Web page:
Fortunately, the Council of State has given an opinion of principle on the real scope of this rule, the purpose of which is to avoid possible conflicts of interest, duplication of payments to the treasury, but also to maintain the balance of power between institutions.

This opinion has the merit of fixing, once and for all, all the political operators on the incompatibilities to the mandates, not only of the national and provincial deputies, who were concerned in this case, but also of all the other elected officials, namely the senators, the governors and vice-governors of the provinces, the urban councillors, the mayors and deputy mayors, the communal councillors, and other political or administrative authorities, if they fall under the rule of the incompatibility

Intervening at a time when the Democratic Republic of Congo wants to be a state governed by the rule of law, this opinion already lays a solid foundation to avoid duplication of payments to the treasury.

In substance, this study perfectly shares the authoritative position taken by the Council of State in this opinion. This young jurisdiction brings hope for the consolidation of administrative justice. It only takes a reasonable time for it to assert itself like any other administrative jurisdiction in other States. Clearly, this opinion is a significant push allowing this high administrative court to build its jurisprudence step by step.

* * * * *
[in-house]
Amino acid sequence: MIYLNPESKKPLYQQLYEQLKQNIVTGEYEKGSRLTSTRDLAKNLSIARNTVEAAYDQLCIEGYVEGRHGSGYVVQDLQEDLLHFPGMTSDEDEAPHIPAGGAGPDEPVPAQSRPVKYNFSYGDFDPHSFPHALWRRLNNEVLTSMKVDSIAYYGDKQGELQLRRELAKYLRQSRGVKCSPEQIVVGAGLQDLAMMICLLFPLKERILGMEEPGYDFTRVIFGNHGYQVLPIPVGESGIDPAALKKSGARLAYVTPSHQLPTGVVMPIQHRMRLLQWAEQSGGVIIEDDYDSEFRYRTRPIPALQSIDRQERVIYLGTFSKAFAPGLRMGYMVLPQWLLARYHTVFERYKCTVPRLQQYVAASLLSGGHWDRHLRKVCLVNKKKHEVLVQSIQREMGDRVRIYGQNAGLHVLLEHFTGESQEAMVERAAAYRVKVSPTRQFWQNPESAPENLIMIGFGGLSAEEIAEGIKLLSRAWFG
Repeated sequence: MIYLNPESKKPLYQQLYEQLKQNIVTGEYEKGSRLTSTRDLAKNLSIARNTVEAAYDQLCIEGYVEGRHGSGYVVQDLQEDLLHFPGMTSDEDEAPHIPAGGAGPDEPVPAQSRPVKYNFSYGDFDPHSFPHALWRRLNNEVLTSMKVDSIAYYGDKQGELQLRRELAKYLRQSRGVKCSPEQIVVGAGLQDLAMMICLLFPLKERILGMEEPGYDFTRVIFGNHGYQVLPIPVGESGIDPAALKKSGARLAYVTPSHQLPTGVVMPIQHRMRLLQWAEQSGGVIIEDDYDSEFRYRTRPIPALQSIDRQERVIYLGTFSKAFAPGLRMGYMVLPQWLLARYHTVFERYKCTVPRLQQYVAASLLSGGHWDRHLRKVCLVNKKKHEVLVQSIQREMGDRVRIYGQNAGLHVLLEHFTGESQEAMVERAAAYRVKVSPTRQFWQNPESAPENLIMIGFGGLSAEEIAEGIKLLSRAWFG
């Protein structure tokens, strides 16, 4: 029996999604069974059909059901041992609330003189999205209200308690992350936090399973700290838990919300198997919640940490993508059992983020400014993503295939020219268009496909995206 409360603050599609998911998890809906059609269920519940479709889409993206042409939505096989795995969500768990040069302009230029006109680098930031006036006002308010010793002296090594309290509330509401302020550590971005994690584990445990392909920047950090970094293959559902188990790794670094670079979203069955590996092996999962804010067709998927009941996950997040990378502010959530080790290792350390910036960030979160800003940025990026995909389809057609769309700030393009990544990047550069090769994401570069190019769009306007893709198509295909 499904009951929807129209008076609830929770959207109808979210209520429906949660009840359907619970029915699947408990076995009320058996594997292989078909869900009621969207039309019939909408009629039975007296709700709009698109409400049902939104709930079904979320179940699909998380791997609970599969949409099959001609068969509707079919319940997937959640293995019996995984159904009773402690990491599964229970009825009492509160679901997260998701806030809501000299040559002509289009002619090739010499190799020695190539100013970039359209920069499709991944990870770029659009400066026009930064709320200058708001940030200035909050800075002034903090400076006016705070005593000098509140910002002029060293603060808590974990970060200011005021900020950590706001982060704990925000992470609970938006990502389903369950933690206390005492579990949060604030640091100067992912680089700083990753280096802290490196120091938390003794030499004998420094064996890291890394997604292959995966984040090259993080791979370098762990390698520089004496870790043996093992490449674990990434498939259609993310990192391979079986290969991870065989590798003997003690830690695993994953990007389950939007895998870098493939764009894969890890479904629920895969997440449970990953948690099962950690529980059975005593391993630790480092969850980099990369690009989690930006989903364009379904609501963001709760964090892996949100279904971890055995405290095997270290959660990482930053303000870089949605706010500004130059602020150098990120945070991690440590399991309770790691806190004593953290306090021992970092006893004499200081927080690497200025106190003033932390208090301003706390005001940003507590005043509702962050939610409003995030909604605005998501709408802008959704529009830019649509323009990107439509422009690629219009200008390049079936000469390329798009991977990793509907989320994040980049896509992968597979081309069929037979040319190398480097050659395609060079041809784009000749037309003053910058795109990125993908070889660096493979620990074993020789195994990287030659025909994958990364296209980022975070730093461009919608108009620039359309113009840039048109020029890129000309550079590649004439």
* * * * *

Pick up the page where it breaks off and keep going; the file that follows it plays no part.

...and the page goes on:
Indicative bibliography

  1. National legal texts and judicial decisions

 Constitution of February 18, 2006 as amended by Law No. 11/002 of January 20, 2011 revising certain articles of the Constitution of the Democratic Republic of Congo of February 18, 2006.

Constitution of August 1, 1964.

Constitution of June 24, 1967, MC, n°14 of July 15, 1967.

Act on constitutional provisions relating to the transition period of August 4, 1992

Law n° 93-001 of 02 April 1993 on the harmonized Constitutional Act relating to the transition period

Constitutional Act of the transition of April 9, 1994